In Colorado, driving under the influence can lead to several different consequences, ranging from hefty fines and court-ordered rehabilitation to jail time and limits on or the complete loss of driving privileges. A DUI can also damage a person’s reputation, limit employment opportunities, and even affect a parent’s child custody rights.
Colorado is a no-fault divorce state, which means that you do not need to establish that your spouse has an alcohol problem to be granted a divorce. You may, however, establish that your spouse is an unfit parent due to the alcohol abuse and is thus undeserving of child custody. Though moderate drinking will not affect the court’s decisions pertaining to child custody, courts will take seriously any substance abuse issue that impacts an individual’s parenting ability.
It can be challenging to prove that the other parent has an alcohol-related problem that deems him or her to be an unfit parent. You may need to obtain evidence that the other parent is indeed a danger to your child. This may include police reports of any DUI arrests and other alcohol-related offenses, as well as other documentation and visual evidence that proves to the court that your ex-spouse has a serious problem with alcoholism. Friends and family members may need to testify in court on your behalf about any first-hand experiences with your ex-spouse while he or she was intoxicated. Lastly, you will need to demonstrate how your ex-spouse’s behavior endangers your child’s safety when he or she is in the custody of the alcoholic parent. Note that the court may opt to give your spouse some time to get rid of the alcohol problem, through an alcohol abuse program or rehabilitation.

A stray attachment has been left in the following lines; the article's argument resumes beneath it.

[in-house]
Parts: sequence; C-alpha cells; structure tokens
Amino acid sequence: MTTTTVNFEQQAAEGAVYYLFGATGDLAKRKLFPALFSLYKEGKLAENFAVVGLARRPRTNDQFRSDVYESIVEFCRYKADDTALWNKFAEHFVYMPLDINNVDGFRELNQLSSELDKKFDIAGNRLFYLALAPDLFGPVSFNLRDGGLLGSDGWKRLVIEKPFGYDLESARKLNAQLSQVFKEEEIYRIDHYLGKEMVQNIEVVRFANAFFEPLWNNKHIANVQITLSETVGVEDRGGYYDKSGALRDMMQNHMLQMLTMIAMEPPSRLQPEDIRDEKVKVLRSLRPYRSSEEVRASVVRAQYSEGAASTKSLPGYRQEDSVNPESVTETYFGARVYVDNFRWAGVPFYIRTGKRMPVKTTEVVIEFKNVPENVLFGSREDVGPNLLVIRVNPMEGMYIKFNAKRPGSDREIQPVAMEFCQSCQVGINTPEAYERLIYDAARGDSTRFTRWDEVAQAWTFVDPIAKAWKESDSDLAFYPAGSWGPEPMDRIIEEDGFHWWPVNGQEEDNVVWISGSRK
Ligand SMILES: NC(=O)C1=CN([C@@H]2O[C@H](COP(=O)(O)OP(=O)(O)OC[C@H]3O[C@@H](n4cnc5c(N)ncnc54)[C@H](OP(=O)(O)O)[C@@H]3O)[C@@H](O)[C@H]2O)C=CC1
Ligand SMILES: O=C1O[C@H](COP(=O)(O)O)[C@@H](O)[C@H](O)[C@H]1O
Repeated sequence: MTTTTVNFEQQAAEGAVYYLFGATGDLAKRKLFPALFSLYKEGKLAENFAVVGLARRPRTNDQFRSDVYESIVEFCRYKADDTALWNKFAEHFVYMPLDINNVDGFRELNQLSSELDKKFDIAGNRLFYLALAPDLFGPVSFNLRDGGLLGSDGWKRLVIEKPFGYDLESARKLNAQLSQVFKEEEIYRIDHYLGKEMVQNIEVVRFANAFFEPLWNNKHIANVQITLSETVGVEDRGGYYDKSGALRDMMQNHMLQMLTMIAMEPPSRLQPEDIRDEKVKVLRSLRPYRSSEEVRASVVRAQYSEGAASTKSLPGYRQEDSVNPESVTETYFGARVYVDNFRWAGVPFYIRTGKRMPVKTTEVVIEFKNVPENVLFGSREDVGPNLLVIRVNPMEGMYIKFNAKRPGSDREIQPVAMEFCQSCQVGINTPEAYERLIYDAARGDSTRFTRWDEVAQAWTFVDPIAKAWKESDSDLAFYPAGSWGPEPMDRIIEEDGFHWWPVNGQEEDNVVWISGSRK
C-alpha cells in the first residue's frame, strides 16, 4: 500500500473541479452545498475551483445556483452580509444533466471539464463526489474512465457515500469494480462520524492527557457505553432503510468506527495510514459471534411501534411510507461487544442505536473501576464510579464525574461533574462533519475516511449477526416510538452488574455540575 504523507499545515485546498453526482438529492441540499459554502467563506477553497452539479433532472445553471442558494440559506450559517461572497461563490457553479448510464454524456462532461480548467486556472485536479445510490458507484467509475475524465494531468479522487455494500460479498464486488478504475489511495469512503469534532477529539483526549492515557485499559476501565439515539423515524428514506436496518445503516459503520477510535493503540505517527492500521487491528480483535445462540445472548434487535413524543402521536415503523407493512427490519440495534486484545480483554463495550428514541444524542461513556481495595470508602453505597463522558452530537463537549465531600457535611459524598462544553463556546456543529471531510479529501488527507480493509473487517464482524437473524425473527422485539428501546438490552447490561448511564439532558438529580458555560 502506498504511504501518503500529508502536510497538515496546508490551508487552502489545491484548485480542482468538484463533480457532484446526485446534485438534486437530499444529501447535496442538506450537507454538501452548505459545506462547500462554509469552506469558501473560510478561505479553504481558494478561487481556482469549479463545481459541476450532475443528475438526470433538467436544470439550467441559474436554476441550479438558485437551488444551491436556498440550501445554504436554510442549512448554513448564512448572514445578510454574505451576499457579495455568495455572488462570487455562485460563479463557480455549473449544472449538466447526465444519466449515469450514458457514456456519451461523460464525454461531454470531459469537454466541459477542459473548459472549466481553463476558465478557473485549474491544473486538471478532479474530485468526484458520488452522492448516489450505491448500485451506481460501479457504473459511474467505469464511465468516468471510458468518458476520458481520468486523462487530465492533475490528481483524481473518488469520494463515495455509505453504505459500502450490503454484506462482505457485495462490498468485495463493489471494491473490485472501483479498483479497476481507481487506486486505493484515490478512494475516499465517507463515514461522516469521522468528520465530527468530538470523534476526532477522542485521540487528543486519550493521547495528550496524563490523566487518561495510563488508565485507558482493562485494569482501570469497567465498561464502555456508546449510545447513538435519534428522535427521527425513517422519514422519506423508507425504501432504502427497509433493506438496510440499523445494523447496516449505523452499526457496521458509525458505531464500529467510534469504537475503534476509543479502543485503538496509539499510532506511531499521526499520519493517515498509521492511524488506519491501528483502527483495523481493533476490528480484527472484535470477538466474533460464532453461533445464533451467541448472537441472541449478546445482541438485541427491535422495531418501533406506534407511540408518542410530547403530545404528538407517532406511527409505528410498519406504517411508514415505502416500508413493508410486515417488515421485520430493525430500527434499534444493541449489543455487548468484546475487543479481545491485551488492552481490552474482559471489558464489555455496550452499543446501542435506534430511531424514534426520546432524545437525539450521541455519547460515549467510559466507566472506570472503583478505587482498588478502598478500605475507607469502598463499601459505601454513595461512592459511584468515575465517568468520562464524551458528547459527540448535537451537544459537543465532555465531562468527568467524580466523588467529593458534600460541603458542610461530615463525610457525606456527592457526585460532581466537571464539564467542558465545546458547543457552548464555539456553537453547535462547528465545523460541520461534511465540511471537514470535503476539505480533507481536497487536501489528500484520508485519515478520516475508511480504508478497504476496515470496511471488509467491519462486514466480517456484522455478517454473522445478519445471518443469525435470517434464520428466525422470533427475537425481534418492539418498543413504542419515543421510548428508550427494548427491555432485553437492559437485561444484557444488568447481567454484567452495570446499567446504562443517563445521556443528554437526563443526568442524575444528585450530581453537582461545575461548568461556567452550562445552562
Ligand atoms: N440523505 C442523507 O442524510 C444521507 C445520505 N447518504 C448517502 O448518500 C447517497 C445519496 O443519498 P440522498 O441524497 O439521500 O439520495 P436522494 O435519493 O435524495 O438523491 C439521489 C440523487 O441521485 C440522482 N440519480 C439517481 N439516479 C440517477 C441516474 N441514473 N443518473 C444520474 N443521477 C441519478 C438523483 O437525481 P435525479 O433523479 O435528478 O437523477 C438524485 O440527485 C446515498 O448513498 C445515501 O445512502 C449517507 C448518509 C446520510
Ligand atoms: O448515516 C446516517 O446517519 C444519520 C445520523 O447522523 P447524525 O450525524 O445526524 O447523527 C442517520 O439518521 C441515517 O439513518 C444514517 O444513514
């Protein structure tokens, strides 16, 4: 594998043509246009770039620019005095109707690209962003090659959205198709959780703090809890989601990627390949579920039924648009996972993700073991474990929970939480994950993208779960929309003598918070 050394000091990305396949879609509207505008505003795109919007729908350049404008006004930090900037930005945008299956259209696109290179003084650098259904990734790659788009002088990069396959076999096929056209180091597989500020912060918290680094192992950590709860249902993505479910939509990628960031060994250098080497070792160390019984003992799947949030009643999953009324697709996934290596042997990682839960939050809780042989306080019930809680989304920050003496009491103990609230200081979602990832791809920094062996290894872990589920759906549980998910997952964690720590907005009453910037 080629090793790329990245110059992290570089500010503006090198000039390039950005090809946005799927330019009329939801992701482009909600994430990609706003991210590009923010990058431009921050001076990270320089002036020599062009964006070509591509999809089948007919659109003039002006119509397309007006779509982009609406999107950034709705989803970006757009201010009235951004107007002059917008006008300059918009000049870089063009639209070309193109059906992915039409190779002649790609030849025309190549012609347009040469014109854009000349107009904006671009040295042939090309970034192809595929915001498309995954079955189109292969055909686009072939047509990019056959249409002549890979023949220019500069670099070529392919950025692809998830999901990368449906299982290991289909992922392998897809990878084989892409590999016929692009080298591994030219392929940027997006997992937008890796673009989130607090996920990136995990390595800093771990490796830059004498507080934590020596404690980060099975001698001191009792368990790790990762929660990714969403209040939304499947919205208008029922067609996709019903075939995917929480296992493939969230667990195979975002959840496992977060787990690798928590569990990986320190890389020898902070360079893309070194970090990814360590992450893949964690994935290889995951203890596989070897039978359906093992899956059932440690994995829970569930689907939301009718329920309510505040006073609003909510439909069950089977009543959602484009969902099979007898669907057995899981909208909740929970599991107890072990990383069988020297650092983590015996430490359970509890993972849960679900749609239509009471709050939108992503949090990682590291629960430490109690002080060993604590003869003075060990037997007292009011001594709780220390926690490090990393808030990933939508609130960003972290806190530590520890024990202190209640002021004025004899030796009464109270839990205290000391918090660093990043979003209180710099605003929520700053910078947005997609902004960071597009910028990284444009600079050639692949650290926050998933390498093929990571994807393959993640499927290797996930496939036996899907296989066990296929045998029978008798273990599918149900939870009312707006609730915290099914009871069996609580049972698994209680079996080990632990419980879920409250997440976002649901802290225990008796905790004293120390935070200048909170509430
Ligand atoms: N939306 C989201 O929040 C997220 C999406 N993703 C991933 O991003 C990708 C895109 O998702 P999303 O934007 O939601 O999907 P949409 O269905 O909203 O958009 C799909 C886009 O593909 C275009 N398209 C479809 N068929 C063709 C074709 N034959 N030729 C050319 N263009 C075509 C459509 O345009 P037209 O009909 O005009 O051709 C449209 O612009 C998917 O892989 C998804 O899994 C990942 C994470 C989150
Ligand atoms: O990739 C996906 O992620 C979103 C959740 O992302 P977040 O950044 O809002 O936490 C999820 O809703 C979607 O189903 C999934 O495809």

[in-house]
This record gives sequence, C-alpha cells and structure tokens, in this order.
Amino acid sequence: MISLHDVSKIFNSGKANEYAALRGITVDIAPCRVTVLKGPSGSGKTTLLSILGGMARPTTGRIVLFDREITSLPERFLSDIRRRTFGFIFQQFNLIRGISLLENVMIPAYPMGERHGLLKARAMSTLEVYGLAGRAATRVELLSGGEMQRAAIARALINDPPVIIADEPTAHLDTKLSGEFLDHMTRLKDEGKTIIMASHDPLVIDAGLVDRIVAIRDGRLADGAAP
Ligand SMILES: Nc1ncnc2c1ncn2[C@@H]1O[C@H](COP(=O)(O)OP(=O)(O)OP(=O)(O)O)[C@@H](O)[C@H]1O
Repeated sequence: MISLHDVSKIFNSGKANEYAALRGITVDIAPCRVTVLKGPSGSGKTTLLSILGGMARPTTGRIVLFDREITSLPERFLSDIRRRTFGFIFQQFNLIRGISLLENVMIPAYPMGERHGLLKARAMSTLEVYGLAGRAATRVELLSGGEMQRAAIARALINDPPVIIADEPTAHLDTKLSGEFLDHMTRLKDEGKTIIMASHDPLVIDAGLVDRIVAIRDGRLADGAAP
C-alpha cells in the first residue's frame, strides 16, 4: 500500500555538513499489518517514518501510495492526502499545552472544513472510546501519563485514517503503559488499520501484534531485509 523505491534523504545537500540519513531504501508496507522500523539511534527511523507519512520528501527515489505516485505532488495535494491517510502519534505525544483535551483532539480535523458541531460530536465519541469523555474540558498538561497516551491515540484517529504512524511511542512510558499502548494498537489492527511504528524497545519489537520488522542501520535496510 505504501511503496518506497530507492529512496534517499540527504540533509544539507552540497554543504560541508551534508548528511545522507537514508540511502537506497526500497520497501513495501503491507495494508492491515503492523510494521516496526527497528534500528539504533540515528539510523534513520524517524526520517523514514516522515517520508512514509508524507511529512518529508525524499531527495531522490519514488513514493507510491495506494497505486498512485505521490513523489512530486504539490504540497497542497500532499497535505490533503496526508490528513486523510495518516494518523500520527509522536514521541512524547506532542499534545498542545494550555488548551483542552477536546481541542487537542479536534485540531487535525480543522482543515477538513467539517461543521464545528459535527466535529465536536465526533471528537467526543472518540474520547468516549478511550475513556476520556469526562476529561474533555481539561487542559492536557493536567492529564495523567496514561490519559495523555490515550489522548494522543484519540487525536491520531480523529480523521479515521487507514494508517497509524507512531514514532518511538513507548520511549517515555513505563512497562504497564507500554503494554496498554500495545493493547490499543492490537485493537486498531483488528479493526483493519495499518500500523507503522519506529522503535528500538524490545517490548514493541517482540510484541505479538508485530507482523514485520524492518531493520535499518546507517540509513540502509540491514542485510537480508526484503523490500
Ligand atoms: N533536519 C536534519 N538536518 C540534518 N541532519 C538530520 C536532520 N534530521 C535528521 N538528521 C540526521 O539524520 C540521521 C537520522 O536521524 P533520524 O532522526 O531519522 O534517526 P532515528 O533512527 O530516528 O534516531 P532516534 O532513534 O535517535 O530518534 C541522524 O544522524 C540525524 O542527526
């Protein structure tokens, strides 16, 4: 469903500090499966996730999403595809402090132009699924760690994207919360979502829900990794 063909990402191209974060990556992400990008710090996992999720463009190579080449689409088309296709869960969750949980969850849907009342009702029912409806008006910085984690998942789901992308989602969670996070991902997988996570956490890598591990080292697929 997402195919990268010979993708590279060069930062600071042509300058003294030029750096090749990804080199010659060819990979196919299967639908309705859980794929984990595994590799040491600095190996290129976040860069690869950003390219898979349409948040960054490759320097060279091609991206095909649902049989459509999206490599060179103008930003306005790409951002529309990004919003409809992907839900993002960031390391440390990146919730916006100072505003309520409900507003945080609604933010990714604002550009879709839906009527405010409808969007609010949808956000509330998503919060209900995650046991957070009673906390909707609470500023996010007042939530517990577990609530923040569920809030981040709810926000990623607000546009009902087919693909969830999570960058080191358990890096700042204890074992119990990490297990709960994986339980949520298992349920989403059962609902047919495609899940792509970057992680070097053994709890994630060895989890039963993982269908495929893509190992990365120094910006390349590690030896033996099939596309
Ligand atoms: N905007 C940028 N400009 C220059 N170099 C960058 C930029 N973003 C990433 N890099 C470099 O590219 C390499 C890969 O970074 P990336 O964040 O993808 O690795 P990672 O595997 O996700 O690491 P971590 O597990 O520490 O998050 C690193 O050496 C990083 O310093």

A first-time DUI will likely not have any impact on existing parental rights or child custody determinations, but parenting time and parental responsibility decisions may be affected if a DUI becomes representative of larger concerns about a person’s moral fitness as a parent. A DUI, for instance, may show the individual’s priority of socializing and drinking over spending time with the children. It may also bring forward concerns about the parent driving the children while under the influence of alcohol.
Ultimately, Colorado courts prioritize the best interests of the child when determining child custody. A parent with a severe alcohol problem may be unable to care for a child properly—even for a short period of time. In such instances, the court may determine that supervised visitation time is a better arrangement, and so the alcoholic parent will only be allowed to see the child in a controlled environment.
Whether you wish to remove your child from the care of your ex-spouse due to alcoholism or are currently in danger of losing custody of your child to due to your addiction to alcohol, it is best to discuss such sensitive issues with an experienced Colorado family lawyer.